8 She Was Responsible For Certain Events
Remember that many of the First Lady’s roles are traditional. One of those roles, or rules, is that she is in charge of certain hostess obligations. (Side note: while reading these rules, consider how this would look if we had a woman president who had a first husband—he would undoubtedly be in charge of these same issues. What would that look like?)
In 1961, Jacqueline Kennedy was the First Lady of the United States and began the tradition of picking a theme for the White House Christmas tree. Michelle Obama, like the women before her, was expected to do the same. (The Obama White House Archives show that the theme to 2012 tree was “Joy to All”. Sigh. Does anyone else miss the Obama’s? Or is it just me?)
7 She Had To Be Involved Without Assuming Privileges
I know that sounds like a mental tongue twister—so let me explain.
Michelle Obama was not elected into office, her husband Barack was. So while she is a ceremonial head of the country, she has no privileges. She does not influence policy by voting in the House or Senate; she does not help write bills into laws. According to the constitution she is basically invisible.
While this sounds like it diminishes the role of the First Lady, it is important to note that the gig is what you make of it. Many first ladies have taken on enormous tasks while in residence at the White House. Thought Co. tells of how Caroline Harrison was the first president of the Daughters of the American Revolution, and Eleanor Roosevelt fought for the New Deal!
6 She Was Hostess, First And Foremost
It is interesting that in this day and age, in the year 2017, that the role of First Lady is still fairly sexist. There has never been a female president so the status quo allows for the position of the spouse of the president to be very feminine.
Michelle Obama, and every First Lady before her, was a hostess first and foremost. What must that have been like for a powerful, respected professional like Mrs. Obama to shrink into the role of party planner?
In an interview with Oprah Winfrey Michelle Obama explained, “I specifically did not read other First Ladies’ books, because I didn’t want to be influenced by how they defined the role. I knew that I would have to find this role very uniquely and specifically to me and who I was.”
5 She Was To Move Her Family To DC
It does not implicitly state anywhere that the First Lady has to live at the White House. But it is encouraged by the traditions of almost every woman that has come before her. When Barack Obama became President in 2006, Michelle was expected to move herself and her children to DC with him. And that she did.
Interestingly, the current administration has been defying almost every tradition thus far. So too, have they done so with this one. The president's wife only recently joined him at the White House. To be fair, the Los Angeles Times cited that she stayed until her son, Barron, could finish the school year. (As a mother that seems fair enough.)
4 Michelle Couldn't Publish A Memoir Until Out Of Office
This is another one of those rules that is not exactly written down anywhere, but everyone knows and follows: you are not to write a memoir until you are out of office.
Firstladies.org states that Helen Taft was the first First Lady to publish a memoir, in 1914. There has been a rich history of women who have penned books about their time serving as First Lady since including Eleanor Roosevelt, Lady Bird Johnson, Betty Ford, Rosalynn Carter, Nancy Reagan, Barbara Bush, Hilary Clinton, and Laura Bush.
Michelle herself has a memoir coming out on November 13th of this year which is entitled, “Becoming”. On Twitter she explained, “Writing BECOMING has been a deeply personal experience. I talk about my roots and how a girl from the South Side found her voice.”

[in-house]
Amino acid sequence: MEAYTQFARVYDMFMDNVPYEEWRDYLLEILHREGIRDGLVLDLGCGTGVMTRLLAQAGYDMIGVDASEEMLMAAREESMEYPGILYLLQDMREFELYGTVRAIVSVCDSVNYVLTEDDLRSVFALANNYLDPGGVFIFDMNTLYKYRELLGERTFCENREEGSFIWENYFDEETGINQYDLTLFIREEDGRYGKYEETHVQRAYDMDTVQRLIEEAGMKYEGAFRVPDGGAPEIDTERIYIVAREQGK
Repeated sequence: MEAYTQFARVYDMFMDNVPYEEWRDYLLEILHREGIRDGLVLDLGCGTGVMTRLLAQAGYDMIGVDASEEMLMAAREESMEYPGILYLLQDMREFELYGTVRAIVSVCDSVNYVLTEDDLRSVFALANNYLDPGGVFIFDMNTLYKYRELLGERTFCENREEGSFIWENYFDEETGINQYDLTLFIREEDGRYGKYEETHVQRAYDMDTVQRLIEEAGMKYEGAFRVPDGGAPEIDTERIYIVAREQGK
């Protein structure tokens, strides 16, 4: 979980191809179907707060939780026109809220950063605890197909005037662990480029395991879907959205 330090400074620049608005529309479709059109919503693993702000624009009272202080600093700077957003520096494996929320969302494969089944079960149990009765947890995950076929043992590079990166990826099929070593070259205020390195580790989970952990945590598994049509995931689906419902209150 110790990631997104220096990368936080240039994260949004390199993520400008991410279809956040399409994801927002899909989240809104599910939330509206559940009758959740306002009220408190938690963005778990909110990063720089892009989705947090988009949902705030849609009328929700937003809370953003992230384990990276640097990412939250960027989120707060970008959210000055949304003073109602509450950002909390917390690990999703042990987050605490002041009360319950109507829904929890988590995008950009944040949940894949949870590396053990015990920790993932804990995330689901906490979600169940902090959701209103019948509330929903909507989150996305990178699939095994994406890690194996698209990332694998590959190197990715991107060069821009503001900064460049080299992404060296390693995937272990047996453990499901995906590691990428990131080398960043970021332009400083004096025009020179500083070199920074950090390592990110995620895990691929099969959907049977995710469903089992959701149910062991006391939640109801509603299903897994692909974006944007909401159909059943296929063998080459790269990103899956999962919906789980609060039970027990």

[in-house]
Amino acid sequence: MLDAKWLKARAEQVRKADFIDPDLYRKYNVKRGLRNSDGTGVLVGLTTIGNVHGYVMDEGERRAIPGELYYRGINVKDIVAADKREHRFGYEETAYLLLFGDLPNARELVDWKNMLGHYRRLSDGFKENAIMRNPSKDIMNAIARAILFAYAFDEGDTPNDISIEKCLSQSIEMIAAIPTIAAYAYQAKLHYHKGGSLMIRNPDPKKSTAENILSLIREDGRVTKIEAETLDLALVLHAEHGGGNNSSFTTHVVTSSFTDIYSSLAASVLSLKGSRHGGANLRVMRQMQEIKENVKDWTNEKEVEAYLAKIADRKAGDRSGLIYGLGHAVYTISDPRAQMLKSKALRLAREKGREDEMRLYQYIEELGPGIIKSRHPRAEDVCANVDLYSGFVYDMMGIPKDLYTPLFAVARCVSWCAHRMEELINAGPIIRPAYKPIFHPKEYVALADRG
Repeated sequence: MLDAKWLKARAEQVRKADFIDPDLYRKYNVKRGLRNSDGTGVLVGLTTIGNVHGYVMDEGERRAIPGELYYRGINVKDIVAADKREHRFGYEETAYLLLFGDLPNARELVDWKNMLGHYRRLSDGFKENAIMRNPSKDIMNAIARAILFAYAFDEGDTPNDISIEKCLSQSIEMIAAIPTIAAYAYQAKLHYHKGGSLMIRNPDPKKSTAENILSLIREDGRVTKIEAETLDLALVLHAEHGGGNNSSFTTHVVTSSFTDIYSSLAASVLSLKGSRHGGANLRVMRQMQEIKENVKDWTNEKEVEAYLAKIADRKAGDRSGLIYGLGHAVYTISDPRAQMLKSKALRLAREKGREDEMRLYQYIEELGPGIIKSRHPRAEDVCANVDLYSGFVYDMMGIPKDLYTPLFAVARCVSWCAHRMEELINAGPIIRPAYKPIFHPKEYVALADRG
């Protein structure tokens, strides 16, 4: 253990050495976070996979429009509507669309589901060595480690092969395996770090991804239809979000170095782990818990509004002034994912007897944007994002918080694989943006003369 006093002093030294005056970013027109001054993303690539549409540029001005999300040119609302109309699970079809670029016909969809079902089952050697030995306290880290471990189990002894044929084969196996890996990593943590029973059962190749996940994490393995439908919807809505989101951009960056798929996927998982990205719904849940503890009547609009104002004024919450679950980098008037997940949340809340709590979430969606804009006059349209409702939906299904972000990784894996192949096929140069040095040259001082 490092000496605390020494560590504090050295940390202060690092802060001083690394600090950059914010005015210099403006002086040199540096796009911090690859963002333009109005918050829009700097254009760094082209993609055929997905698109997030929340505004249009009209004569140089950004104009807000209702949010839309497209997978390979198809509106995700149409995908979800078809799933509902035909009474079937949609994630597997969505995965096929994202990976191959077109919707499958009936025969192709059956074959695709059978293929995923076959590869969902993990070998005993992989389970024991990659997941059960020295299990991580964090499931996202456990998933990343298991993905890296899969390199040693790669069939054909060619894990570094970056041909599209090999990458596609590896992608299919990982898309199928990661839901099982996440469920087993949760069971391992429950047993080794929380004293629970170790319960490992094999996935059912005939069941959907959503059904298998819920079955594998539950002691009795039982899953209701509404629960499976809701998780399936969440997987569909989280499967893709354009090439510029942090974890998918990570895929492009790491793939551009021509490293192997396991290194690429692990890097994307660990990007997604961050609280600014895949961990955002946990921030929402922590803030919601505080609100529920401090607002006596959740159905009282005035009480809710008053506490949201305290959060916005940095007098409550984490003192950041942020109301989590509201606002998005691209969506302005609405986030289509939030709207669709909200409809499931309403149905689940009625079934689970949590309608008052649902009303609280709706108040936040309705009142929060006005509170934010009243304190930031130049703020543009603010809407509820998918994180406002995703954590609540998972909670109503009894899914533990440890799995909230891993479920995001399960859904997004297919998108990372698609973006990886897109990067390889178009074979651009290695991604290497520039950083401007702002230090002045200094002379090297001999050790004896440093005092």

3 Vice President Wasn't An Option For Her
This rule is all about strategy; if someone is running for President than you want to choose a Vice President who will pull in a different group of voters than you. If a married couple runs together, they likely have all of the same circles of friends and donors, thus making a weaker team. The better approach tactically is to run with someone who is dissimilar both politically and socially.
Moreover, the President and the Vice President are usually separated. As Jerry Kitich explains via Quora, “Traditionally the President and VP are not even supposed to be together that much, in case something happens to both of them. So you don't even have to see the VP all that much and probably shouldn’t. This would be awkward if you were married to her.”
2 It Is Frowned Upon To Go Without The Secret Service
Technically, the Secret Service can go with the First Lady wherever she travels—but they don’t have to. Michelle Obama created a stir during her time as First Lady when she spent some time in Spain, and took the Secret Service along with her. Tax payers were wondering if she was required to do so or if she had made the decision.
Foreignpolicy.com explains, “The U.S. Secret Service is required by law to provide protection for the president, the vice president, and their immediate families, wherever they are. (Former presidents, major presidential candidates, and visiting heads of state are also entitled to protection.) The Secret Service can advise the president or first lady against a trip for security reasons, but ultimately the Secret Service will go wherever the people they protect go.”
1 She Acted As A Surrogate To Barack
Although the First Lady has little power in theory, she is married to the President—and as any married will attest—this does count for something. Unofficially, Michelle Obama acted as a surrogate for her husband during his time in office.
Michelle was supposed to support Barack’s decisions and back him up when reporters asked her tough questions. She spoke at his campaign rallies on his behalf and recruited voters for him. In fact, her personal pull with the American people probably helped Barack Obama to win the election. Twice.
When her husband was away, Michelle was the face of the White House. She roamed the halls and minded the staff. Moreover, she was a physical connection that people had to the President in his absence; his trusted adviser and spouse.
Sources: www.firstladies.org, www.businessinsider.com, www.refinery29.com, www.brookings.edu, www.biography.com, www.chicagotribune.com, www.thoughtco.com, www.latimes.com, www.firstladies.org, www.quora.com, www.foreignpolicy.com